Considering Johnson’s attacking qualities and our shortage of wingers here at Liverpool Football Club, I personally am a bit surprised that no manager has explored this option. Fair enough, we haven’t got the greatest depth in defence to enable us to do this at all times but when everybody is fit, I don’t see why we haven’t given it a chance, even if it’s just for 30 minutes at the end of the game, especially when we are struggling for goals. Martin Kelly has proved on many occasions that he can put in a solid performance at right back so if he, Daniel Agger, Martin Skrtel and Jose Enrique formed our back line, why not put Johnson on that right hand side of midfield? Maxi has left, utility ‘winger’ Dirk Kuyt has left, Steven Gerrard and Jordan Henderson can do it but prefer to play in the centre. Craig Bellamy and Stewart Downing are both also capable, but right midfield isn’t their favoured position either. Fair enough, it isn’t Johnson’s too but he has a very good right foot, he can dribble past players, make the runs and get us a couple of goals. The only part of Johnson’s attacking game that isn’t too great is his crossing and maybe this could be a factor to him never getting the chance in midfield, who knows. Too many times Johnson has burst forward, made a terrific run, got himself in acres of space and then blasted the cross high and wide over the goal and completely wasted the opportunity, so If Johnson ever was to play in midfield, I think he would definitely need to work on his crossing first and foremost.
Perhaps the problem would be the fact that Martin Kelly and Glen Johnson could clash on the same side of the pitch. Kelly, being very similar to Johnson, likes to burst forward down that right hand side and attack. If he was at right back and Johnson was in the right midfield area, perhaps they would leave each other open; i.e. both get forward, end up in each other’s way and leave the right back area vulnerable for the opposition to attack.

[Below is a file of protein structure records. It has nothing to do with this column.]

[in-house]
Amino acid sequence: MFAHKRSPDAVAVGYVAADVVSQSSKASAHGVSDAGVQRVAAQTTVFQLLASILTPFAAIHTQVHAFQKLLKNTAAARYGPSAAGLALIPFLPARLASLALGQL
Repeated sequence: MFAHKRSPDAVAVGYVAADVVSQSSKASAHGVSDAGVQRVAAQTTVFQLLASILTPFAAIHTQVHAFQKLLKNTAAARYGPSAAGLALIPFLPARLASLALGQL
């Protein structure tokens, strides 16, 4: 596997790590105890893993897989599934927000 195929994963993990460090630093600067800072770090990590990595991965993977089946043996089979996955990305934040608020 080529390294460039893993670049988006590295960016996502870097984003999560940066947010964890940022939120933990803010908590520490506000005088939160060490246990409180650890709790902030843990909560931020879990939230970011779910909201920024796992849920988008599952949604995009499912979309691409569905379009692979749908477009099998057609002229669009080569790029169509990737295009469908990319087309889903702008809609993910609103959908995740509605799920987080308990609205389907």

I have to say though, despite me saying earlier that Johnnson’s defensive performances have never stood out for me in a red shirt, I saw one game during Euro 2012 where he did; England v Italy in the quarter finals. The game itself ended 0-0 after extra time and obviously England went on to lose on penalties. How the game stayed 0-0 many people have asked. The answer, I believe, was Glen Johnson. His performance that night was superb. He did start brightly in his usual fashion, darting forward and having a shot which was saved quite early on but that for me wasn’t the highlight. He stood out as a defender that night. He made several crucial tackles, blocks and interceptions. Every time Italy attacked, it always seemed to be Johnson who was saving England’s skin. If Johnson can replicate that form in a red shirt and I hope he can, I would say that Johnson as a defender was worth every penny of that £17.5m and dismiss any suggestions of him playing in midfield.
Obviously, we will have to wait and see how he performs for us next season and who, if anyone, Brendan Rodgers signs.
Johnson is nearly 28 years old now so who knows, maybe we will see his best football in the coming seasons. Maybe his defensive performances will start to match up to his attacking ones, only time will tell. If not though, I think his strengths could potentially be utilised further up the field.
Of course, not everyone will agree with me on that, so feel free to offer your thoughts and opinions.